Members indulged in cultural pursuits of all kinds – music,
food, wine, literature and more. Over the years, they amassed
an extensive collection of original paintings from some of
history’s most important creative minds. Today, the collection
is proudly displayed throughout the clubhouse as a celebration
of the changing social narrative of the past 100+ years.

Slide background

Guided By Values.

In 1988, building manager Dennis Schuller showed the club’s
moral fabric during an ice storm that left the community without
heat and power. His ingenuity and selfless nature provided food,
safety and comfort to neighbours during a time of need.
His actions are just one example of the club’s reputation for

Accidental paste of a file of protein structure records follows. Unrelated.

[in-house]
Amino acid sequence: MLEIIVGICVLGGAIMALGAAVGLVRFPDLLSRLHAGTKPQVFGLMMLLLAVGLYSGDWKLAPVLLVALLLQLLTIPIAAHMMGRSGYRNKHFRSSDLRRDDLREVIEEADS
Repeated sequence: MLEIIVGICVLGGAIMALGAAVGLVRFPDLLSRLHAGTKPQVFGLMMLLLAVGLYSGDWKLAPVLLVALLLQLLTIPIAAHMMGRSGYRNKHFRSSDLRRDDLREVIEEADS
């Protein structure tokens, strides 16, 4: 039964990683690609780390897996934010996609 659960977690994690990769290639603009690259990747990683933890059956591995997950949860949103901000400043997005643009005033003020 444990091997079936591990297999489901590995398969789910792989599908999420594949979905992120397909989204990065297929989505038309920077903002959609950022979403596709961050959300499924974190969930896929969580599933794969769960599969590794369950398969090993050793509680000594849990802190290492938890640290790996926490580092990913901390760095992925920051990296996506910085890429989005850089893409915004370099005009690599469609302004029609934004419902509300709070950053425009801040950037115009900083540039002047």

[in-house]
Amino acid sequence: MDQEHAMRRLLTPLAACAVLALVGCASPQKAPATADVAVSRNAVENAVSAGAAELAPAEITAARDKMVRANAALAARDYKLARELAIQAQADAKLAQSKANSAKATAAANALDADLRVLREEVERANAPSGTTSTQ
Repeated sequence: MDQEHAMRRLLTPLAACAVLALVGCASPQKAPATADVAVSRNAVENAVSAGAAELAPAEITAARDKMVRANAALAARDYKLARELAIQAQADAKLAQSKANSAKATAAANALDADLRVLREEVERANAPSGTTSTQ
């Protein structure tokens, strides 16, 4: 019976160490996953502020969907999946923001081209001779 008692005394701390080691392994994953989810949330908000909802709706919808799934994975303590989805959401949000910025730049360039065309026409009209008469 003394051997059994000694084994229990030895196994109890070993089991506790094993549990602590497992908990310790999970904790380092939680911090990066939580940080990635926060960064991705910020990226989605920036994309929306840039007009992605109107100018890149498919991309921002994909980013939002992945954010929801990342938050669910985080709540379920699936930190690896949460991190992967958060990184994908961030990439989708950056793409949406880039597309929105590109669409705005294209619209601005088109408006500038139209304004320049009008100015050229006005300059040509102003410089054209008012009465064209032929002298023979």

hospitality and incredible staff.

Slide background

Leading The Charge
For Inclusivity.

Looking ahead, our outlook is bold but the path is uncharted.
The world has changed and so must we. Progression, however,
is a journey not a destination – of new perspectives,
ideas and narratives.

Slide background

Together, Anything Is Possible.

Looking ahead, our outlook is bold but the path is uncharted.
The world has changed and so must we. Progression
is a journey full of new perspectives, ideas and narratives.

The University Club of Montreal is located in the Golden
Square mile where once the fortified village of
Hochelaga and its Iroquois community described by
Jacques Cartier in 1535 was situated.